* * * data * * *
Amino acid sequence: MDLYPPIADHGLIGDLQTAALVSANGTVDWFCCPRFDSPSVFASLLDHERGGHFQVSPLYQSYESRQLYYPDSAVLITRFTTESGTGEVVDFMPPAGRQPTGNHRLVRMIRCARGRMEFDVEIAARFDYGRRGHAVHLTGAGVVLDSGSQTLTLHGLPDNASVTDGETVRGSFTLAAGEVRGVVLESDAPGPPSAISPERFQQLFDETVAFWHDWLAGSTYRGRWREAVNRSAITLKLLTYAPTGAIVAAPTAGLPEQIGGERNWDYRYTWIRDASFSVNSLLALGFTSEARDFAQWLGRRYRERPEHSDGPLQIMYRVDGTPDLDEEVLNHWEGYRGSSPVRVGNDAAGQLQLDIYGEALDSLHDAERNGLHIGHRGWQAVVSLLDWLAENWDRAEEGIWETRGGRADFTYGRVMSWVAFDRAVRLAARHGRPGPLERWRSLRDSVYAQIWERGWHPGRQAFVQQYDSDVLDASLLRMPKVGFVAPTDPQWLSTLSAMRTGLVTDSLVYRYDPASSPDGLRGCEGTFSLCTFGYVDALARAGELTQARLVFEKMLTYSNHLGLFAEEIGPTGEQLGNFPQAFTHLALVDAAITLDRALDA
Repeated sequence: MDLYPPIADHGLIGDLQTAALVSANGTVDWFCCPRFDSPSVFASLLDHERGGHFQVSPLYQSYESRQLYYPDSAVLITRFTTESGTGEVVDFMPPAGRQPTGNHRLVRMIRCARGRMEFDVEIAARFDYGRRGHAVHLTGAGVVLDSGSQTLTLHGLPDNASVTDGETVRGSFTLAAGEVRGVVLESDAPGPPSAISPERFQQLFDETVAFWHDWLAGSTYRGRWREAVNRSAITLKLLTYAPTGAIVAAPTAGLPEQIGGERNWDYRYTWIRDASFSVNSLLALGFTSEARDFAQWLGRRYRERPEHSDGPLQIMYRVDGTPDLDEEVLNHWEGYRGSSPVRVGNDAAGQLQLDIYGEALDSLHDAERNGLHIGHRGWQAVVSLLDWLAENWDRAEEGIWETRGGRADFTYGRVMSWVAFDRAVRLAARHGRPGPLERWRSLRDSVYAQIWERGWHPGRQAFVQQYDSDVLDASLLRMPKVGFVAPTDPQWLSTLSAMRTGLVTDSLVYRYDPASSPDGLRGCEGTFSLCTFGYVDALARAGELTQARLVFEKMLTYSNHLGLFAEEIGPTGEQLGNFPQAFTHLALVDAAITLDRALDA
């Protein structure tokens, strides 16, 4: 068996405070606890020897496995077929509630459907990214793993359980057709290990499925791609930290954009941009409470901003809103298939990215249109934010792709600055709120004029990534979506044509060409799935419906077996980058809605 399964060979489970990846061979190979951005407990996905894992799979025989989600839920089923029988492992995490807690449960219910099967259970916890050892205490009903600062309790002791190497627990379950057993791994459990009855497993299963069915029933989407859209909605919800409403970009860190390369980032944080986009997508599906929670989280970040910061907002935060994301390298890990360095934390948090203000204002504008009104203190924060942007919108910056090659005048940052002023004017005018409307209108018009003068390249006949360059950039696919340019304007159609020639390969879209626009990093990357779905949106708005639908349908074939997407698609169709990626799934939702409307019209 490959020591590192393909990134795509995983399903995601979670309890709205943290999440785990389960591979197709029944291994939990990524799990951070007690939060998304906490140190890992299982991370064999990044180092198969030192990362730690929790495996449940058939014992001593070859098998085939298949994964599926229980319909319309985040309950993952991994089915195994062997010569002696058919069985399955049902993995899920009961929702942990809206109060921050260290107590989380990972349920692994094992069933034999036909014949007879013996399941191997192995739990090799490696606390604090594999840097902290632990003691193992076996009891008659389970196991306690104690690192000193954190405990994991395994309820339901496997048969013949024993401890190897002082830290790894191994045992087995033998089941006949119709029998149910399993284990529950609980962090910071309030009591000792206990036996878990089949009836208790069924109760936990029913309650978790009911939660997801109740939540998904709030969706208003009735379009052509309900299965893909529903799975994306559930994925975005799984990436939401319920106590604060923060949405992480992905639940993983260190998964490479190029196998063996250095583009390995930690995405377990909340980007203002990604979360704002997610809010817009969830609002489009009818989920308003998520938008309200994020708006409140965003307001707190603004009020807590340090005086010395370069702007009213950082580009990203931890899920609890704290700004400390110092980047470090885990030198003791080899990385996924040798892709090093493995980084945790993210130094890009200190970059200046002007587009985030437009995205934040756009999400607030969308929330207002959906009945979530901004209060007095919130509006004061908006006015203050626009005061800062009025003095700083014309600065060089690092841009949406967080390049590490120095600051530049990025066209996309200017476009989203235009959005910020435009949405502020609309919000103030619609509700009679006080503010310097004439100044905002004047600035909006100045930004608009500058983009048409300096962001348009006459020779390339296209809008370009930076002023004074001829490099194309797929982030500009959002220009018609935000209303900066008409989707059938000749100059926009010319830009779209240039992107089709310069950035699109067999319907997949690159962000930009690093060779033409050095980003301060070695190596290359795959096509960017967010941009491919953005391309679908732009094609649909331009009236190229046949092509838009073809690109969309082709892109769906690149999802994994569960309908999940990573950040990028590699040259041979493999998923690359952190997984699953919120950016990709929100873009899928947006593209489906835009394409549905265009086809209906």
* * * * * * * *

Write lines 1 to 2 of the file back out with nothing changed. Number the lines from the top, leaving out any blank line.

Amino acid sequence: MDLYPPIADHGLIGDLQTAALVSANGTVDWFCCPRFDSPSVFASLLDHERGGHFQVSPLYQSYESRQLYYPDSAVLITRFTTESGTGEVVDFMPPAGRQPTGNHRLVRMIRCARGRMEFDVEIAARFDYGRRGHAVHLTGAGVVLDSGSQTLTLHGLPDNASVTDGETVRGSFTLAAGEVRGVVLESDAPGPPSAISPERFQQLFDETVAFWHDWLAGSTYRGRWREAVNRSAITLKLLTYAPTGAIVAAPTAGLPEQIGGERNWDYRYTWIRDASFSVNSLLALGFTSEARDFAQWLGRRYRERPEHSDGPLQIMYRVDGTPDLDEEVLNHWEGYRGSSPVRVGNDAAGQLQLDIYGEALDSLHDAERNGLHIGHRGWQAVVSLLDWLAENWDRAEEGIWETRGGRADFTYGRVMSWVAFDRAVRLAARHGRPGPLERWRSLRDSVYAQIWERGWHPGRQAFVQQYDSDVLDASLLRMPKVGFVAPTDPQWLSTLSAMRTGLVTDSLVYRYDPASSPDGLRGCEGTFSLCTFGYVDALARAGELTQARLVFEKMLTYSNHLGLFAEEIGPTGEQLGNFPQAFTHLALVDAAITLDRALDA
Repeated sequence: MDLYPPIADHGLIGDLQTAALVSANGTVDWFCCPRFDSPSVFASLLDHERGGHFQVSPLYQSYESRQLYYPDSAVLITRFTTESGTGEVVDFMPPAGRQPTGNHRLVRMIRCARGRMEFDVEIAARFDYGRRGHAVHLTGAGVVLDSGSQTLTLHGLPDNASVTDGETVRGSFTLAAGEVRGVVLESDAPGPPSAISPERFQQLFDETVAFWHDWLAGSTYRGRWREAVNRSAITLKLLTYAPTGAIVAAPTAGLPEQIGGERNWDYRYTWIRDASFSVNSLLALGFTSEARDFAQWLGRRYRERPEHSDGPLQIMYRVDGTPDLDEEVLNHWEGYRGSSPVRVGNDAAGQLQLDIYGEALDSLHDAERNGLHIGHRGWQAVVSLLDWLAENWDRAEEGIWETRGGRADFTYGRVMSWVAFDRAVRLAARHGRPGPLERWRSLRDSVYAQIWERGWHPGRQAFVQQYDSDVLDASLLRMPKVGFVAPTDPQWLSTLSAMRTGLVTDSLVYRYDPASSPDGLRGCEGTFSLCTFGYVDALARAGELTQARLVFEKMLTYSNHLGLFAEEIGPTGEQLGNFPQAFTHLALVDAAITLDRALDA